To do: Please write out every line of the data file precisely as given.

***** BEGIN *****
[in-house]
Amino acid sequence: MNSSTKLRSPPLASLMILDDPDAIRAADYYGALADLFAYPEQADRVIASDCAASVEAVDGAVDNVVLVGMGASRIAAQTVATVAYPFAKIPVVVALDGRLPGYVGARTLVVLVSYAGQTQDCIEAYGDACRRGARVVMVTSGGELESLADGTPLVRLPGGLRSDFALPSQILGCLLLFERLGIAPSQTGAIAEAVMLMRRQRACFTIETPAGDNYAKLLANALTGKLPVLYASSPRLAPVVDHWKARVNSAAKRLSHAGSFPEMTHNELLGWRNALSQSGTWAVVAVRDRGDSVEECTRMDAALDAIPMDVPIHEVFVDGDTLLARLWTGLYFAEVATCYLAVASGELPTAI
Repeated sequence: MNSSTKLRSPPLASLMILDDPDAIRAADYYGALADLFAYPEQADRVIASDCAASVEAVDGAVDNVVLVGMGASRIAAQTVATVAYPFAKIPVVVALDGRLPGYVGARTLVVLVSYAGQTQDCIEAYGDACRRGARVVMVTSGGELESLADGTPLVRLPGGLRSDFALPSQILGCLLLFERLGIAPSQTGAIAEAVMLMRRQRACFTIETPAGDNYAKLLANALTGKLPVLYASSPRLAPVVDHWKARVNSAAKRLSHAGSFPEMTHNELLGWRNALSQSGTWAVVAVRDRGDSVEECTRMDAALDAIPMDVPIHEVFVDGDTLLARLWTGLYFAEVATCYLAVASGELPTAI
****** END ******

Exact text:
[in-house]
Amino acid sequence: MNSSTKLRSPPLASLMILDDPDAIRAADYYGALADLFAYPEQADRVIASDCAASVEAVDGAVDNVVLVGMGASRIAAQTVATVAYPFAKIPVVVALDGRLPGYVGARTLVVLVSYAGQTQDCIEAYGDACRRGARVVMVTSGGELESLADGTPLVRLPGGLRSDFALPSQILGCLLLFERLGIAPSQTGAIAEAVMLMRRQRACFTIETPAGDNYAKLLANALTGKLPVLYASSPRLAPVVDHWKARVNSAAKRLSHAGSFPEMTHNELLGWRNALSQSGTWAVVAVRDRGDSVEECTRMDAALDAIPMDVPIHEVFVDGDTLLARLWTGLYFAEVATCYLAVASGELPTAI
Repeated sequence: MNSSTKLRSPPLASLMILDDPDAIRAADYYGALADLFAYPEQADRVIASDCAASVEAVDGAVDNVVLVGMGASRIAAQTVATVAYPFAKIPVVVALDGRLPGYVGARTLVVLVSYAGQTQDCIEAYGDACRRGARVVMVTSGGELESLADGTPLVRLPGGLRSDFALPSQILGCLLLFERLGIAPSQTGAIAEAVMLMRRQRACFTIETPAGDNYAKLLANALTGKLPVLYASSPRLAPVVDHWKARVNSAAKRLSHAGSFPEMTHNELLGWRNALSQSGTWAVVAVRDRGDSVEECTRMDAALDAIPMDVPIHEVFVDGDTLLARLWTGLYFAEVATCYLAVASGELPTAI